James Eckfeldt

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On November 13, 2018, Thomas Shelby commented on Ford: Using Machine Learning To Humanize Vehicles :

Very interesting article. I believe that his technology’s biggest application would be regarding safety. Imagine a car that could detect if a driver is having a heated argument, or falling asleep, and could consequently deploy a safety mechanism to take over and avoid an accident. Sounds like a winner for everyone to me. However, to what extent will machines ever be able to do this effectively? What if I’m driving someone to the hospital in an emergency? Would the car assess my stress level and facial expression as “danger” and take over? You touch on a really interesting point, which is the extent to which we want to surrender control to machines. It’s a slippery slope that we don’t know much about and that could have catastrophic implications.

On November 13, 2018, Thomas Shelby commented on Are Algorithms the Hiring Managers of the Future? :

Even though I agree that this is a great tool to assess candidates general skill set and narrow down the number of applicants, I still think that Pymetrics has a long way to go in the candidate selection and assessment industry. First, it seems that they are providing a general aptitude test, something that lots of companies already do. Yes, maybe their algorithms are better at matching and predicting future success for candidates, but I don’t see a highly differentiating feature yet. Second, they are completely leaving past experience out of the picture. For positions where past experience is not relevant (i.e. entry level), this could be a great tool. However, for more senior positions, as a hiring manager, I would not rely on this tool to screen out candidates for me. What if the candidate had a bad day and scored low in a couple of parts of the test? I would advise Pymetrics to develop algorithms that could also take into account or screen candidates’ resumes for relevant experience.

I believe that the Task Rabbit acquisition by IKEA will be great for both in the long run and don’t think that Task Rabbit’s identity will be impacted in any way whatsoever. First of all, I’m positive that almost no one knows about this and it IKEA has not advertised anywhere in Task Rabbit’s webpage. Moreover, I would argue that Task Rabbit’s main value proposition is around democratizing access to handymen specifically. Even though “taskers” can also provide other services such as delivery or grocery shopping, the vast majority of services offered by the company are related to classic handyman tasks such as moving, furniture assembly, repairs, painting, installations, etc. This said, even if the association with IKEA was publicly made to everyone, I believe that there would be no significant impact since IKEA is a brand intricately related to the handyman business.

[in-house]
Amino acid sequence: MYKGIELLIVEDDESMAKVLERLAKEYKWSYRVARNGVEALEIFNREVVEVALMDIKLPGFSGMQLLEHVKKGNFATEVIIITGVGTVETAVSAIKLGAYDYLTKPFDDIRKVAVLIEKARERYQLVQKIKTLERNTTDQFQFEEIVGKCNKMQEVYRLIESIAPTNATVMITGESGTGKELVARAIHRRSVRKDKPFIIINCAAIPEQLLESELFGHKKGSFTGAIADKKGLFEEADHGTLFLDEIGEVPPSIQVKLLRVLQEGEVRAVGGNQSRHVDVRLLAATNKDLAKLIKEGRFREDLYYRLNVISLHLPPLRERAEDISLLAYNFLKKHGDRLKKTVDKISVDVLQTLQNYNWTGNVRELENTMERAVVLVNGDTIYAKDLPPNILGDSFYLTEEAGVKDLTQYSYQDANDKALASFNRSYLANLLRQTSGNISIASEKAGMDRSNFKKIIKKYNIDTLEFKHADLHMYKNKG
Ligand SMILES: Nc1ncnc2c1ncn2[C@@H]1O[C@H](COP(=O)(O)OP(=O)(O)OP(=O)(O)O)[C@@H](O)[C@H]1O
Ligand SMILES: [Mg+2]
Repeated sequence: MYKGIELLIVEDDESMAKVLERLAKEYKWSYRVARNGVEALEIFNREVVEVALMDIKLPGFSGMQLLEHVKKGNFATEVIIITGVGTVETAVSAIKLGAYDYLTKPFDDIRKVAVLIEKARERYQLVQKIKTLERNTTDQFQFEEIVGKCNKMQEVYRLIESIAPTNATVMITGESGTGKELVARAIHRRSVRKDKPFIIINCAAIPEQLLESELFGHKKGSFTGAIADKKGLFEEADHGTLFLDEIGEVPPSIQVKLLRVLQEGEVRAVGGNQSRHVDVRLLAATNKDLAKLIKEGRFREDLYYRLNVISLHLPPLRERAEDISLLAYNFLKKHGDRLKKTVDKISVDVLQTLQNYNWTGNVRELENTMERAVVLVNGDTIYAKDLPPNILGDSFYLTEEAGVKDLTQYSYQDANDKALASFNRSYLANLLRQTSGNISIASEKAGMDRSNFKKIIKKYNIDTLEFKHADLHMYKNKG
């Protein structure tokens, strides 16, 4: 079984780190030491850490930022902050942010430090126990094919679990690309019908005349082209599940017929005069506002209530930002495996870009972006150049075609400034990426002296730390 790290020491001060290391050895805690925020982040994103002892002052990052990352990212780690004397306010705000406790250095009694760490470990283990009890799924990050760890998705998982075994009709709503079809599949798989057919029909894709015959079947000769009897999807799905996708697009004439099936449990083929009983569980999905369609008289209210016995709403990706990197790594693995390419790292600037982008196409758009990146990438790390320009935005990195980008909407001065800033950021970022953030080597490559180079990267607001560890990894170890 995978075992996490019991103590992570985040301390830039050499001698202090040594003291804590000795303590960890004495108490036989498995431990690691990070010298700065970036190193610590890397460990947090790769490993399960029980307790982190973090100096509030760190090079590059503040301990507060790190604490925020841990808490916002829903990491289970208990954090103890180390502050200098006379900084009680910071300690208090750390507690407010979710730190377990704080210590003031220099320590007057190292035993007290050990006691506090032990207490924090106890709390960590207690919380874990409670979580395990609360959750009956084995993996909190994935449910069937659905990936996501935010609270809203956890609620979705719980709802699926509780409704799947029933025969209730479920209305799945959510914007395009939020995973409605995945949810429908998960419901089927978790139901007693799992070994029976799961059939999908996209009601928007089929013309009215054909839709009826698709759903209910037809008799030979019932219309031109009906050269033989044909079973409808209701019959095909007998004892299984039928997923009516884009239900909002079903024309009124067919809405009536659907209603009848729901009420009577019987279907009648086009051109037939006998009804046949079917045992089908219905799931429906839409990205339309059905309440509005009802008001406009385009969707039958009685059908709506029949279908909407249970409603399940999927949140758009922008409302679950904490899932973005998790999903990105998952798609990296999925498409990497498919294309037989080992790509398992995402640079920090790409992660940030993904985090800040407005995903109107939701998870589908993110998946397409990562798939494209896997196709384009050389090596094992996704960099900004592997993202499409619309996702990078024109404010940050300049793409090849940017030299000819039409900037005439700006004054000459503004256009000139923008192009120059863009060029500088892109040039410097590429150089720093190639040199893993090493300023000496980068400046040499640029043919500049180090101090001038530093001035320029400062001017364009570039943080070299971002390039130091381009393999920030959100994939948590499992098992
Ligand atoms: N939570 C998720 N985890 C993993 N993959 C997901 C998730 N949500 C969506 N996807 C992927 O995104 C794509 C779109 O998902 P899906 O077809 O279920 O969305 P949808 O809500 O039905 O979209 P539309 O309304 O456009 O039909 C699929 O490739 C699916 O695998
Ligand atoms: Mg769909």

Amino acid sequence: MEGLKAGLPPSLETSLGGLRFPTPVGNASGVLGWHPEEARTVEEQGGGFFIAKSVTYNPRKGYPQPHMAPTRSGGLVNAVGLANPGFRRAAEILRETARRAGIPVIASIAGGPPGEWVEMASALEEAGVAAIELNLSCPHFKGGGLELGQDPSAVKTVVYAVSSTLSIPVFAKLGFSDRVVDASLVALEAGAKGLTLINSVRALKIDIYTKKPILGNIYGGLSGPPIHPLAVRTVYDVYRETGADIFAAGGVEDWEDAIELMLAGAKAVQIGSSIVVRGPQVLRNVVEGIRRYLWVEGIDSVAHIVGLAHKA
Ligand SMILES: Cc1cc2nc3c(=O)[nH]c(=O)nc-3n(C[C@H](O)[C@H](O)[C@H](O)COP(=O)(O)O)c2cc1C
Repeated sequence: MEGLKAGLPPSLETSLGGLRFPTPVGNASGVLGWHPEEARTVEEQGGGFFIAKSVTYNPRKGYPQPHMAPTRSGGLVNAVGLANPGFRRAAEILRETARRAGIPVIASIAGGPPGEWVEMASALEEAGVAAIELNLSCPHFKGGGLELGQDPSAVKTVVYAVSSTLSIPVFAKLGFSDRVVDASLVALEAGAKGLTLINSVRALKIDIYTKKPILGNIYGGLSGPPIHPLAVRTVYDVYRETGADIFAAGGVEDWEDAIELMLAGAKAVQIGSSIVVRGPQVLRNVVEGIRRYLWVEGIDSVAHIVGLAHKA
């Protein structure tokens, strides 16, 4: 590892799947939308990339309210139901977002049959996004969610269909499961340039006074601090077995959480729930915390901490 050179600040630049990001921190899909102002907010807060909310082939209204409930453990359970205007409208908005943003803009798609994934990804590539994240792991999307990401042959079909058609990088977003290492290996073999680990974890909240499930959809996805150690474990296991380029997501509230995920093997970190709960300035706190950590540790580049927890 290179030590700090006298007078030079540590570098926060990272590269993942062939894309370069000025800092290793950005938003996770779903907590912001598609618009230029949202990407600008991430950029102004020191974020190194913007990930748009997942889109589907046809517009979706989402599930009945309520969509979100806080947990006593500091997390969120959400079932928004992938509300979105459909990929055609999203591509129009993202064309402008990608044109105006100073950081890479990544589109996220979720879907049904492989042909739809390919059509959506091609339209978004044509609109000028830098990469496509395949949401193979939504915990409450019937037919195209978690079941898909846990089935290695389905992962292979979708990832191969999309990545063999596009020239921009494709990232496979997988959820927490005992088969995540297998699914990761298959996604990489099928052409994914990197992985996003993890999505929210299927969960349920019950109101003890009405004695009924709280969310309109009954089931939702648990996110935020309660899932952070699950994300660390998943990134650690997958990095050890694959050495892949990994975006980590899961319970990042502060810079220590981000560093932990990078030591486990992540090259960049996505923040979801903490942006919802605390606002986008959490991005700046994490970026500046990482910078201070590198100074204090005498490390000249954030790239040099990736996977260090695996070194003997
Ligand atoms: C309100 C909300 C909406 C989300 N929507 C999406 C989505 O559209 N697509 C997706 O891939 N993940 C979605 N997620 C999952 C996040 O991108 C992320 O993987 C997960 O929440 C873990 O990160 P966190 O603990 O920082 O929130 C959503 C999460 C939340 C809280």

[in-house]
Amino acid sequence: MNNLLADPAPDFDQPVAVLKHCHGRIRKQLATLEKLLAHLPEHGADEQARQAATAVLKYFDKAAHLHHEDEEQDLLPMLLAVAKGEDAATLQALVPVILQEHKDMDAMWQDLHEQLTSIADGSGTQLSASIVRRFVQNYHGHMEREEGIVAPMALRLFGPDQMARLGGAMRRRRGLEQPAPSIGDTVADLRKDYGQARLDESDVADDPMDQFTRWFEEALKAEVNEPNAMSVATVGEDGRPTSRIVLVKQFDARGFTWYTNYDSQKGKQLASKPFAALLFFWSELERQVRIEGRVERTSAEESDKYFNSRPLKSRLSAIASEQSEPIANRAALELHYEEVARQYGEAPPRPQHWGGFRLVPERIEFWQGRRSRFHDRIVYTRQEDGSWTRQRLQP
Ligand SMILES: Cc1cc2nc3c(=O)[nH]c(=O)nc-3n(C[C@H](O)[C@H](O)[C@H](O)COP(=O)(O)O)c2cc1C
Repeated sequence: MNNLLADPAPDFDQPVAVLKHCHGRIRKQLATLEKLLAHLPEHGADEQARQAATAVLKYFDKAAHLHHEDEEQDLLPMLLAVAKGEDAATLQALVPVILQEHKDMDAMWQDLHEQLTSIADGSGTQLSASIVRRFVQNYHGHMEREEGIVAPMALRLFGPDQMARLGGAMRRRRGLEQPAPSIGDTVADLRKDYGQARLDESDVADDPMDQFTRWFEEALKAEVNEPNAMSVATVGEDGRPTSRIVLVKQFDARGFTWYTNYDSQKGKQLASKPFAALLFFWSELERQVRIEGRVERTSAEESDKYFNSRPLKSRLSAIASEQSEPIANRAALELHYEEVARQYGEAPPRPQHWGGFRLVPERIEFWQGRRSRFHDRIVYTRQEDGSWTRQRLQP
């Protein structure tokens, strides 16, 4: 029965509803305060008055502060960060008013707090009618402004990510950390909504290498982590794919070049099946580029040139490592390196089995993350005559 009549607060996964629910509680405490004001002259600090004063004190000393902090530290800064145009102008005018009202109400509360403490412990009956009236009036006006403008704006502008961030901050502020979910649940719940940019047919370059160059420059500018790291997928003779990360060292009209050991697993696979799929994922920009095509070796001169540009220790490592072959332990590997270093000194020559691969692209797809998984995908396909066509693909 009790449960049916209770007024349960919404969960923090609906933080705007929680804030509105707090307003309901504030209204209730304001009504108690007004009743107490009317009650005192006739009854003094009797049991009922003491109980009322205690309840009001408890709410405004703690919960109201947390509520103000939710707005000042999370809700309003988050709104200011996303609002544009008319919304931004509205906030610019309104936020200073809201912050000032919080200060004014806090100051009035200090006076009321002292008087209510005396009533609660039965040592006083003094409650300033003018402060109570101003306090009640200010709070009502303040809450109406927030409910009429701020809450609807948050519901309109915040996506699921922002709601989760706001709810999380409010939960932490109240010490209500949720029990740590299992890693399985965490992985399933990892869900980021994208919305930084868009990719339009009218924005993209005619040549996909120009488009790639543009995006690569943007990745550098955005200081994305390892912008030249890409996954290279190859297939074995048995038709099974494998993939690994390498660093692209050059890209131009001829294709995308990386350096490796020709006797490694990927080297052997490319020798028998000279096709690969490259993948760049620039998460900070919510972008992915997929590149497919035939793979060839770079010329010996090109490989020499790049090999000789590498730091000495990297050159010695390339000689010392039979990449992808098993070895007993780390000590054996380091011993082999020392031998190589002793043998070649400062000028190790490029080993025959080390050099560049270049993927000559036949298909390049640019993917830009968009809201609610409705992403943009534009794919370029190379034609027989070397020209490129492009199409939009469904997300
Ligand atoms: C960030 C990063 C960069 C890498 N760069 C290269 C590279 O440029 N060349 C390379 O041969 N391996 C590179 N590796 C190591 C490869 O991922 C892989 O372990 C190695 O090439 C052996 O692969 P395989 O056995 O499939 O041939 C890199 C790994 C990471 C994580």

On November 13, 2018, Thomas Shelby commented on How Additive Manufacturing Can Improve Access to Adequate Housing :

Even though I believe that 3D printed homes for $4000 are a great step and advancement in addressing the world’s “homelessness” issue, I believe that its final impact will end up being limited for the time being. The reason for this is simple: Land property value. The real issue worldwide is the steep cost of land property, which is why so many people don’t have a place to live in. Moreover, another limitation I see is access to water, sewage, electricity and other utilities. This all costs money, adding up to the final cost of setting up a home, and access to basic utilities is extremely limited in developing countries.

On November 13, 2018, Thomas Shelby commented on Machine Learning – In Theatres Now :

As a movie buff, I’m kind of wary when it comes to machine learning’s role in predicting future hits in the industry. I believe that movie hits are a result of creative screenwriting and the ability to tell a story (no matter what it is) in an engaging way, so in my opinion past data can be used as another tool to assess historical viewer preferences but will not be very useful in making predictions about future blockbusters. For this reason, I think that its applicability would be more valuable on the marketing and distribution strategy side, rather than on the content creation side.

On November 13, 2018, Thomas Shelby commented on Spotify: Can machine learning drive content generation? :

Not surprisingly, Spotify already expanded beyond music and into video. And not only song music videos, but also music-related documentaries, “behind the scenes” and a “best advice” channel featuring essential mantras from the biggest artists in the industry. In my opinion, this better positions them as the authority in music content and was a logical step forward given the infrastructure, platform, and resources they already had in place. Who knows if video will be a successful play, but at least they’ll be able de further collect data from users and learn from it.